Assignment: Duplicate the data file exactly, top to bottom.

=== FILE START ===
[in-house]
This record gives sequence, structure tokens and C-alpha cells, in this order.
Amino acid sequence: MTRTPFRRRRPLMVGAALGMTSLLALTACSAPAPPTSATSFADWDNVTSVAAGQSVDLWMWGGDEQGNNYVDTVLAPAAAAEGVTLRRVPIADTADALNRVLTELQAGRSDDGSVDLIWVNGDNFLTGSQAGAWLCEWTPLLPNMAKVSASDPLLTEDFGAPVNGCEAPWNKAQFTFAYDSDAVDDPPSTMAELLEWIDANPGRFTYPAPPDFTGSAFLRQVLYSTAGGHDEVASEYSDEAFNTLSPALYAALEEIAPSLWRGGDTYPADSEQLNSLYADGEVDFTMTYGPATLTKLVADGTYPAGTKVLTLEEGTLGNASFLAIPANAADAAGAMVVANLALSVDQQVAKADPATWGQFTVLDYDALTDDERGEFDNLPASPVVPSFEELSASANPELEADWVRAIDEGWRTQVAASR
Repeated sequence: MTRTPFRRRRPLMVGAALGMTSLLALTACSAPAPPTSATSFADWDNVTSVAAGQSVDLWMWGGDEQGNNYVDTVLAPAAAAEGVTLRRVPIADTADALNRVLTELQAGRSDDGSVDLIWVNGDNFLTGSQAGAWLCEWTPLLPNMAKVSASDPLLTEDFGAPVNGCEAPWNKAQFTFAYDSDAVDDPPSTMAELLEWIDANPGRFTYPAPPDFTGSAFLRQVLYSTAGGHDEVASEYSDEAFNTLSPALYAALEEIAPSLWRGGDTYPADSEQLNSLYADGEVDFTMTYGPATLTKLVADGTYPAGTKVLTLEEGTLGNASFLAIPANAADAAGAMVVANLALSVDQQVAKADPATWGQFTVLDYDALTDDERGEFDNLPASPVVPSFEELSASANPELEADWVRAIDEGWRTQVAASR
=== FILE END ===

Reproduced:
[in-house]
This record gives sequence, structure tokens and C-alpha cells, in this order.
Amino acid sequence: MTRTPFRRRRPLMVGAALGMTSLLALTACSAPAPPTSATSFADWDNVTSVAAGQSVDLWMWGGDEQGNNYVDTVLAPAAAAEGVTLRRVPIADTADALNRVLTELQAGRSDDGSVDLIWVNGDNFLTGSQAGAWLCEWTPLLPNMAKVSASDPLLTEDFGAPVNGCEAPWNKAQFTFAYDSDAVDDPPSTMAELLEWIDANPGRFTYPAPPDFTGSAFLRQVLYSTAGGHDEVASEYSDEAFNTLSPALYAALEEIAPSLWRGGDTYPADSEQLNSLYADGEVDFTMTYGPATLTKLVADGTYPAGTKVLTLEEGTLGNASFLAIPANAADAAGAMVVANLALSVDQQVAKADPATWGQFTVLDYDALTDDERGEFDNLPASPVVPSFEELSASANPELEADWVRAIDEGWRTQVAASR
Repeated sequence: MTRTPFRRRRPLMVGAALGMTSLLALTACSAPAPPTSATSFADWDNVTSVAAGQSVDLWMWGGDEQGNNYVDTVLAPAAAAEGVTLRRVPIADTADALNRVLTELQAGRSDDGSVDLIWVNGDNFLTGSQAGAWLCEWTPLLPNMAKVSASDPLLTEDFGAPVNGCEAPWNKAQFTFAYDSDAVDDPPSTMAELLEWIDANPGRFTYPAPPDFTGSAFLRQVLYSTAGGHDEVASEYSDEAFNTLSPALYAALEEIAPSLWRGGDTYPADSEQLNSLYADGEVDFTMTYGPATLTKLVADGTYPAGTKVLTLEEGTLGNASFLAIPANAADAAGAMVVANLALSVDQQVAKADPATWGQFTVLDYDALTDDERGEFDNLPASPVVPSFEELSASANPELEADWVRAIDEGWRTQVAASR